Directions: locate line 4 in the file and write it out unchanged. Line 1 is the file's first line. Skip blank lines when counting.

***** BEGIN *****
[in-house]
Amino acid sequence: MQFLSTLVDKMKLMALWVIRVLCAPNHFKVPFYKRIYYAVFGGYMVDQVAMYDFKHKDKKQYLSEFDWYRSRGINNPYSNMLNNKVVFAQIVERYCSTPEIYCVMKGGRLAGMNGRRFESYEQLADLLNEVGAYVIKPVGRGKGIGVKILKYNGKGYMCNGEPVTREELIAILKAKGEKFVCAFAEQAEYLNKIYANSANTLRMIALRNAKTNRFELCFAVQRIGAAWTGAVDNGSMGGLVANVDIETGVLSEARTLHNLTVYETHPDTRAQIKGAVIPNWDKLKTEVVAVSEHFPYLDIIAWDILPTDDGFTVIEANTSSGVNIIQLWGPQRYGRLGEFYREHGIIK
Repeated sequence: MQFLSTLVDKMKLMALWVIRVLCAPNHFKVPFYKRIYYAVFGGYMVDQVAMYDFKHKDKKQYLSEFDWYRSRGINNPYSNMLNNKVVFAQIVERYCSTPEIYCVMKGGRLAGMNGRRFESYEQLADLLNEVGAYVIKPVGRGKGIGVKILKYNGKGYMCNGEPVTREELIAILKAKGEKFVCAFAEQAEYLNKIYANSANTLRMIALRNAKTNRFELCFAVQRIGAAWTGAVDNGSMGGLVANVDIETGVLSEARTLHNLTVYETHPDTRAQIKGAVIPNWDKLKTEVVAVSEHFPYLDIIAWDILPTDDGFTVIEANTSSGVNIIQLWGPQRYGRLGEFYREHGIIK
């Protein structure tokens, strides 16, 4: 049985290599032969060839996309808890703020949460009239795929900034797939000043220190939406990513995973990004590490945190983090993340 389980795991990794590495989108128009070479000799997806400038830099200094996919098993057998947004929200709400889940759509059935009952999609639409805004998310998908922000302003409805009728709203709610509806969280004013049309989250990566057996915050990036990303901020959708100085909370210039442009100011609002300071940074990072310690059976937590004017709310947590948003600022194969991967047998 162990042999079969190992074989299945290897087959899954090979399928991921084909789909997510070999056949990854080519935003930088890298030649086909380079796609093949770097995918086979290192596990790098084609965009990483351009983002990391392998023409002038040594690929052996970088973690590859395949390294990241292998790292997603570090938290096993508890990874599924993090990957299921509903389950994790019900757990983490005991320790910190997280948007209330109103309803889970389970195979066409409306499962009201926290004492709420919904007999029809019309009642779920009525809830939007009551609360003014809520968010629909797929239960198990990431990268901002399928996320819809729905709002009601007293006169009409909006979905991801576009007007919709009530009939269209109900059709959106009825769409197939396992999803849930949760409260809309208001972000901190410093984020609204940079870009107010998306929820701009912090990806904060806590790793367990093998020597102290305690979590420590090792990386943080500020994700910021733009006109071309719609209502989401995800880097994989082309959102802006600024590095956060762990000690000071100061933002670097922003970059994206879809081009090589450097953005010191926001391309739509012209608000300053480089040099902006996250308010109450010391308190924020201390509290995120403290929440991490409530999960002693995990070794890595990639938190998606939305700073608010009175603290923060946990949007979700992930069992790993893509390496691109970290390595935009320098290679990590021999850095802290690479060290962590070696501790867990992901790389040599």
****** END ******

């Protein structure tokens, strides 16, 4: 049985290599032969060839996309808890703020949460009239795929900034797939000043220190939406990513995973990004590490945190983090993340 389980795991990794590495989108128009070479000799997806400038830099200094996919098993057998947004929200709400889940759509059935009952999609639409805004998310998908922000302003409805009728709203709610509806969280004013049309989250990566057996915050990036990303901020959708100085909370210039442009100011609002300071940074990072310690059976937590004017709310947590948003600022194969991967047998 162990042999079969190992074989299945290897087959899954090979399928991921084909789909997510070999056949990854080519935003930088890298030649086909380079796609093949770097995918086979290192596990790098084609965009990483351009983002990391392998023409002038040594690929052996970088973690590859395949390294990241292998790292997603570090938290096993508890990874599924993090990957299921509903389950994790019900757990983490005991320790910190997280948007209330109103309803889970389970195979066409409306499962009201926290004492709420919904007999029809019309009642779920009525809830939007009551609360003014809520968010629909797929239960198990990431990268901002399928996320819809729905709002009601007293006169009409909006979905991801576009007007919709009530009939269209109900059709959106009825769409197939396992999803849930949760409260809309208001972000901190410093984020609204940079870009107010998306929820701009912090990806904060806590790793367990093998020597102290305690979590420590090792990386943080500020994700910021733009006109071309719609209502989401995800880097994989082309959102802006600024590095956060762990000690000071100061933002670097922003970059994206879809081009090589450097953005010191926001391309739509012209608000300053480089040099902006996250308010109450010391308190924020201390509290995120403290929440991490409530999960002693995990070794890595990639938190998606939305700073608010009175603290923060946990949007979700992930069992790993893509390496691109970290390595935009320098290679990590021999850095802290690479060290962590070696501790867990992901790389040599």